Successfully reported this slideshow.
We use your LinkedIn profile and activity data to personalize ads and to show you more relevant ads. You can change your ad preferences anytime.

Debug me

848 views

Published on

Published in: Technology
  • Be the first to comment

Debug me

  1. 1. Debug Me : Statistical-based Fault Localization Toolbox Presented by: Noha Elprince noha.elprince@uwaterloo.ca
  2. 2. Outline —  Categories of Bug Localization Techniques —  Software Bug Categories —  Related Work —  SOBER Approach —  Debug Me —  Future Work 2
  3. 3. Categories of Bug Localization Techniques —  Static Analysis: Ø  Locate bugs by checking source code. Ø  Cons. Restrictive in scope to a certain language. —  Dynamic Analysis: Ø  Locate bugs by: v Labeling of each execution as either correct or incorrect. v Contrasting runtime behavior of correct & incorrect executions. v Cons. Availability of passing and failing control flows may not be satisfiable in real-world scenarios. 3
  4. 4. Software Bug Categories §  Memory bugs —  Improper memory accesses and usage —  A lot of study and effective detection tools §  Concurrency bugs •  Wrong synchronization in concurrent execution •  Increasingly important with the pervading concurrent program trend •  Hard to detect §  Semantic bugs •  Violation to the design requirements or programmer intentions •  Biggest part (~80%*) of software bugs •  No silver bullet * Have Things Changed Now? -- An Empirical Study of Bug Characteristics in Modern Open Source Software [ACID’06] 4
  5. 5. Trend of bugs: Concurrency Bugs 5 * Have Things Changed Now? -- An Empirical Study of Bug Characteristics in Modern Open Source Software [ACID’06]
  6. 6. Trend of bugs: Memory vs. Semantic •  Memory-related bugs have decreased because quite a few effective detection tools became available recently. •  Semantic bugs are the dominant root causes, as they are application specific and difficult to fix. => More efforts should be put into detecting and fixing them. 6 * Have Things Changed Now? -- An Empirical Study of Bug Characteristics in Modern Open Source Software [ACID’06]
  7. 7. Subcategories of Semantic Bugs —  Missing Features —  Missing Cases —  Wrong Control Flow —  Exception Handling —  Processing (e.g. incorrect evaluation of expressions & equations) —  Typo —  Other wrong functionality implementation 7
  8. 8. Related Work Dynamic Bug Localization Techniques Slicing-based •  Static slicing •  Dynamic slicing Statistical-based •  Path profiles •  Model checking •  Predicate values e.g. Liblit[05], Sober[05] Graph-based •  Probabilistic Data Dependence Graph •  Data Flow graph •  Extended Data Flow graph 8
  9. 9. Tarantula (ASE 2005, ISSTA 2007) —  Statements in a program that are primarily executed by failed test cases are more likely to be faulty than those that are primarily executed by passed test cases. Ø  Cons Performs poorly when there are multiple bugs 9
  10. 10. Scalable Remote Bug Isolation (PLDI 2004, 2005) —  Look at predicates —  Branches (True/False) —  Function returns (<0, <=0, >0, >=0, ==0, !=0) —  Scalar pairs —  For each assignment x=…, find all variables y_i and constants c_j, each pair of x (=,<,<=…) y_i/c_j —  Investigate the relation of the probability of a predicate being true with the bug existence. 10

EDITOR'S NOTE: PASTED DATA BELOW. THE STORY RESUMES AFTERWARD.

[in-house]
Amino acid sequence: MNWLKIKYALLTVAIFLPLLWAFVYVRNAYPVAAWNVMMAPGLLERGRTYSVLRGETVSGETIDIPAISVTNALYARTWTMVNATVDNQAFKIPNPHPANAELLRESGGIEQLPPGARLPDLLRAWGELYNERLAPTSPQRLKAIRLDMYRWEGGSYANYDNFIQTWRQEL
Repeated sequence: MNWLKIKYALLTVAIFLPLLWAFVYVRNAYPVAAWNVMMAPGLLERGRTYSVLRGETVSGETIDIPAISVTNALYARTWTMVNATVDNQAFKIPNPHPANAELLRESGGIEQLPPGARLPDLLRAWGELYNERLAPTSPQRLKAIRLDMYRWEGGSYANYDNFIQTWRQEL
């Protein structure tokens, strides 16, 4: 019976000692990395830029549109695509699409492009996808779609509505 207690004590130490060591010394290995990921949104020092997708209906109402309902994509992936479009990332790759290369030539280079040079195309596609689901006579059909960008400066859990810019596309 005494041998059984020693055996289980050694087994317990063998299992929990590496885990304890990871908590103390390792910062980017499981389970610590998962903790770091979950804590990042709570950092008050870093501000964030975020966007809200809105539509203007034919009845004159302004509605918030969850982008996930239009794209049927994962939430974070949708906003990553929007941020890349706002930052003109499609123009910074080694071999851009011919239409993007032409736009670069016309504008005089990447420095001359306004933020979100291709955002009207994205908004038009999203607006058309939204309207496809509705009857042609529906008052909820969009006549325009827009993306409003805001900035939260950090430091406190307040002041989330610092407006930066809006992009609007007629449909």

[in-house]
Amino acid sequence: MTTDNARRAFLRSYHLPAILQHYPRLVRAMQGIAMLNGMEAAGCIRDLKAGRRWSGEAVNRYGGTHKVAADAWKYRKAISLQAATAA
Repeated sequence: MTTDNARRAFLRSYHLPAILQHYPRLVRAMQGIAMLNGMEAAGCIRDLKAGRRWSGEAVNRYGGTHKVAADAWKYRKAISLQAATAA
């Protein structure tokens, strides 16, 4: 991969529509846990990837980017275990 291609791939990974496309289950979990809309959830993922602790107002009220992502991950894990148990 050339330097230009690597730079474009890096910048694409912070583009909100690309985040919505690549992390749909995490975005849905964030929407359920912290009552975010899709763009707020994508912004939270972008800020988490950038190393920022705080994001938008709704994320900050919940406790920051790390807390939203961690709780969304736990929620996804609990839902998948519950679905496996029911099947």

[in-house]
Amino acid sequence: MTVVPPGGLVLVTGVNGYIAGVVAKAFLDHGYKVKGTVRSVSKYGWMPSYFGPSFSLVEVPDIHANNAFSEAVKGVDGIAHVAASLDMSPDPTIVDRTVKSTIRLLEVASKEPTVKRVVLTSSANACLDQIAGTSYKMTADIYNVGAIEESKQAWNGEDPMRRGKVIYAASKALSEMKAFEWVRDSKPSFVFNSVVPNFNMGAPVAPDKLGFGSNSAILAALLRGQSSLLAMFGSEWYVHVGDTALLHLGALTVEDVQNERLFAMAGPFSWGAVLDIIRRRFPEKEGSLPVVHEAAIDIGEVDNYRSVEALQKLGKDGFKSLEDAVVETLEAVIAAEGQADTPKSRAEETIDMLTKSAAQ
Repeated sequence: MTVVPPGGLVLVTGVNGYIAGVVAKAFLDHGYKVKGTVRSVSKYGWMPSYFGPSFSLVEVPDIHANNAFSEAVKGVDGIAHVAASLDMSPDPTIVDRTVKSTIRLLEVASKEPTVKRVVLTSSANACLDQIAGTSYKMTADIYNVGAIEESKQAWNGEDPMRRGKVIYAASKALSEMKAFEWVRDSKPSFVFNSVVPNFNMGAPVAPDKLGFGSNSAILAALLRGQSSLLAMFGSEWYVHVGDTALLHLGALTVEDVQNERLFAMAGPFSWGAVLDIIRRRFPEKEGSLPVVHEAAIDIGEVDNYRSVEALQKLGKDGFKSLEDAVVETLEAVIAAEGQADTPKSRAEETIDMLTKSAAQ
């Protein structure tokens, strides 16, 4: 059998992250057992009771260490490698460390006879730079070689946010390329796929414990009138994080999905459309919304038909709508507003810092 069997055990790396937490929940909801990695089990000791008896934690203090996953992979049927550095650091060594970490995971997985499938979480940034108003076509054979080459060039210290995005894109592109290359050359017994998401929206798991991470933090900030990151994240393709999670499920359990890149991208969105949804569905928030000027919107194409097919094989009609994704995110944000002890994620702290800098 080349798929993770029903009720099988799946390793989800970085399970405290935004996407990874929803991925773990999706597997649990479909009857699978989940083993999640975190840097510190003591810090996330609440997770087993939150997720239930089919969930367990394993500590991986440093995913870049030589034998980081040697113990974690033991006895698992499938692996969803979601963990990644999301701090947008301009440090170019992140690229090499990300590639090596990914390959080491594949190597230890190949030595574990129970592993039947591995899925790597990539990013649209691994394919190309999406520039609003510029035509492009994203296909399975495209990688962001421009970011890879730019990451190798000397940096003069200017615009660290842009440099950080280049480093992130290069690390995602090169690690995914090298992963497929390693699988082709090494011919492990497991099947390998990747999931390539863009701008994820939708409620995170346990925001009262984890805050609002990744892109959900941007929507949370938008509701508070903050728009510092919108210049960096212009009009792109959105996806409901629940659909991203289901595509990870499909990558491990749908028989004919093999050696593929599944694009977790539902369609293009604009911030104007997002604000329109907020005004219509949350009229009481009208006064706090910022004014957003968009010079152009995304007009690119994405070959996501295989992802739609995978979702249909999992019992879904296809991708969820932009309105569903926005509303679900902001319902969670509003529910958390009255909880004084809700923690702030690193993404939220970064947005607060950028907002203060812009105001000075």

11. 11. Bug Isolation F(p) = # of failing runs in which p is observed to be true S(p) = # of successful runs in which p observed to be false 11
  12. 12. Problem in Bug Isolation technique void subline(char *lin, char *pat, char *sub) { voidint i, lastm, m; subline(char *lin, char *pat, char *sub) { lastm = -1; int i, i = 0; lastm, m; lastm = -1; while((lin[i] != ENDSTR)) { i = 0; = amatch(lin, i, pat, 0); m while((lin[i] != ENDSTR)) { != m) ){ if ((m >= 0) && (lastm m = putsub(lin, i, m, sub); amatch(lin, i, pat, 0); —  The predicate are evaluated to both true and false in one execution if (m >= 0){m; lastm = putsub(lin, i, m, sub); } lastm -1) if ((m == = m;|| (m == i)){ } fputc(lin[i], stdout); if ((m=== + 1;|| (m == i)){ i i -1) fputc(lin[i], stdout); } else i = i i = m;+ 1; } } not enough } else i = m; } } 12
  13. 13. void subline(char *lin, char *pat, char *sub) { int i, lastm, m; lastm = -1; i = 0; while((lin[i] != ENDSTR)) { m = amatch(lin, i, pat, 0); if ((m >= 0) && (lastm != m) ){ putsub(lin, i, m, sub); lastm = m; } if ((m == -1) || (m == i)){ fputc(lin[i], stdout); i = i + 1; } else i = m; } } 13
  14. 14. SOBER Technique —  A predicate can be evaluated multiple times during one execution —  Every evaluation gives either true or false —  Therefore, a predicate is simply a boolean random variable, which encodes program executions from a particular aspect. 14
  15. 15. SOBER Technique [LY05, LY06] —  Evaluation bias of Predicate P —  Def’n: the probability of being evaluated as true within one execution —  Maximum likelihood estimation: Number of true evaluations over the total number of evaluations in one run —  Each run gives one observation of evaluation bias for predicate P —  Suppose we have n correct and m incorrect executions, for any predicate P, we end up with —  An observation sequence for correct runs —  S_p = (X’_1, X’_2, …, X’_n) —  An observation sequence for incorrect runs —  S_f = (X_1, X_2, …, X_m) —  Can we infer whether P is suspicious based on S_p and S_f? 15